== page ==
Indiana Gov. Mitch Daniels called for the state's top elections official to step down after the official was indicted Thursday on voter fraud allegations and other charges for allegedly listing his ex-wife's address as his own on voting and loan forms and serving on a town council when he was ineligible.

The Hamilton County grand jury charged Republican Secretary of State Charlie White with seven felony counts in all, including three counts of voter fraud, two counts of perjury and one count each of theft and financial fraud, said John Dowd, one of two special prosecutors asked to investigate the matter.

White, who would be forced to resign if convicted of any of the charges, surrendered to authorities at the Hamilton County Jail in Noblesville. A jail officer said White had been booked and released, but she had no information about bail.

"This news is sad and regrettable, but the only course of honor is for Mr. White to step down from his duties, at least the duration of these proceedings until a verdict is reached," Daniels, a Republican, said in a written statement.

"It would be neither credible nor appropriate for the state's top elections official to continue to perform his duties while contesting criminal charges, some of them under the very laws the Secretary of State implements," Daniels said, adding that all of the other statewide elected officials agreed with him.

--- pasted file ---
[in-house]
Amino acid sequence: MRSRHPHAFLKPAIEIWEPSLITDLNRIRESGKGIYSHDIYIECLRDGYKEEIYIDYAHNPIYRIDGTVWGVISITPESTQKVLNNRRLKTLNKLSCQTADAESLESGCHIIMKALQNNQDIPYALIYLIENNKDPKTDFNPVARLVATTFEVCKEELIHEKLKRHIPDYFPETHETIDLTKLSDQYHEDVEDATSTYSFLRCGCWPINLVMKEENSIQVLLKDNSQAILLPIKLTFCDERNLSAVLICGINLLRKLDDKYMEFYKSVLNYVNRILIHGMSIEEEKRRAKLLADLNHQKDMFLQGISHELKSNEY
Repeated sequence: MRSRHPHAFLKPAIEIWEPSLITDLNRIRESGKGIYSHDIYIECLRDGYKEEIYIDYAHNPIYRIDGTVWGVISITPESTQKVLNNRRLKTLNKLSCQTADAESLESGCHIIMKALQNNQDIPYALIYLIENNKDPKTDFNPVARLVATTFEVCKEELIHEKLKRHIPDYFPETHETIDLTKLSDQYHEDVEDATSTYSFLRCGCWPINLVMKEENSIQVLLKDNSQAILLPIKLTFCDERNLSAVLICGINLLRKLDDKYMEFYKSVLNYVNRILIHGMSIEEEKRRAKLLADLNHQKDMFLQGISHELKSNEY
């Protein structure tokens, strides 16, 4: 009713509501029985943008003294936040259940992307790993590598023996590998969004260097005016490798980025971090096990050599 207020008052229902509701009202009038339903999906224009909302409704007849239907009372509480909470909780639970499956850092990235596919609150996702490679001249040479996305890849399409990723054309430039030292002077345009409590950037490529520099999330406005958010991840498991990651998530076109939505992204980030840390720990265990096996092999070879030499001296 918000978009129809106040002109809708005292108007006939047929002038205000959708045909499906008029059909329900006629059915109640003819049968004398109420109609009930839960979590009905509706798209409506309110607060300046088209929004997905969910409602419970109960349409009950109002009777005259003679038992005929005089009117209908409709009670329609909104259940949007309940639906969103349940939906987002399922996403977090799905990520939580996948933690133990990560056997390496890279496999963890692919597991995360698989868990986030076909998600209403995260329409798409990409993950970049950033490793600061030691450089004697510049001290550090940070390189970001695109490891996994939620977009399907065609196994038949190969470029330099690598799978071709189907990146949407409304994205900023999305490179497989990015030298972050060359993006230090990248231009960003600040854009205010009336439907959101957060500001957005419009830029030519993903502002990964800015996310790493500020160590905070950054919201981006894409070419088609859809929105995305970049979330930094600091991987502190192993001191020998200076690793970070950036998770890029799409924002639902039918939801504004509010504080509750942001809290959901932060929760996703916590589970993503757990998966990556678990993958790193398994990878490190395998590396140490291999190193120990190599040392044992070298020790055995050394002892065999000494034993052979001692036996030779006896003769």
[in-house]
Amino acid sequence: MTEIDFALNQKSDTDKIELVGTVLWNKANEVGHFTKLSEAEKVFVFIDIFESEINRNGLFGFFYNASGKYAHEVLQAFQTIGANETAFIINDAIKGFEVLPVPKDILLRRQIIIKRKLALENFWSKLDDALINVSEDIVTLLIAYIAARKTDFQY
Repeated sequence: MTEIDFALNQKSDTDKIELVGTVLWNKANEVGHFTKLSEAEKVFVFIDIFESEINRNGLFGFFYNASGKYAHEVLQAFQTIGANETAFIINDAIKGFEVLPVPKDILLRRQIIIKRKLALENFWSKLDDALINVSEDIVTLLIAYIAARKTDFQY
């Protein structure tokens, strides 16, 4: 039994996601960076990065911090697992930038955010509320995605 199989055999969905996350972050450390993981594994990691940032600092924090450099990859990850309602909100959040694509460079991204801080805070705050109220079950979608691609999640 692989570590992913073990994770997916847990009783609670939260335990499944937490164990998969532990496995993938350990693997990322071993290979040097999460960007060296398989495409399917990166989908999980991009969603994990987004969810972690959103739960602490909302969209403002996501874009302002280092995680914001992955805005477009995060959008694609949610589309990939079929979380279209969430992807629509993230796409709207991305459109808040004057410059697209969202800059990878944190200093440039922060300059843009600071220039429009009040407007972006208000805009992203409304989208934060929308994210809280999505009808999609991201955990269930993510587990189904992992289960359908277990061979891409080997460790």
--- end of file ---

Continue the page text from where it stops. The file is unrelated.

White issued a statement saying he is disappointed at the charges and believes the evidence will prove he didn't intentionally break the law. He said he will not step aside.

"I will continue to do the job I was elected to do and carry on serving the needs of Hoosier taxpayers through the Secretary of State's office," White said.

Prosecutors contend that White voted in last May's Republican primary after moving out of his ex-wife's home in Fishers and the town council district he represented. White has previously acknowledged the voting error, chalking it up to his busy schedule and new marriage.

He is charged with theft for allegedly continuing to collect a salary from the town council after he was no longer eligible to serve on it. The financial fraud charge pertains to White's alleged lying under oath about his address on loan documents, Dowd said.

Dowd said the grand jury wasn't sure where White had actually resided, "but the grand jury didn't believe it was where he claimed."

Indiana Democrats called attention to the address discrepancy after White voted in last May's Republican primary. They contend White intentionally skirted the law to keep his seat on the town council.

Dan Parker, the state Democratic Party chairman, said White should resign immediately.

"The judicial system has validated what we have believed all along: Charlie White should never have been on the ballot as a candidate for public office. Much like his voting record, White's entire campaign was a fraud," Parker said.

If convicted of the financial fraud charge, White could be sentenced to up to eight years in prison, Dowd said. The other six charges carry maximum penalties of six months to three years in prison, he said.

The Associated Press contributed to this report.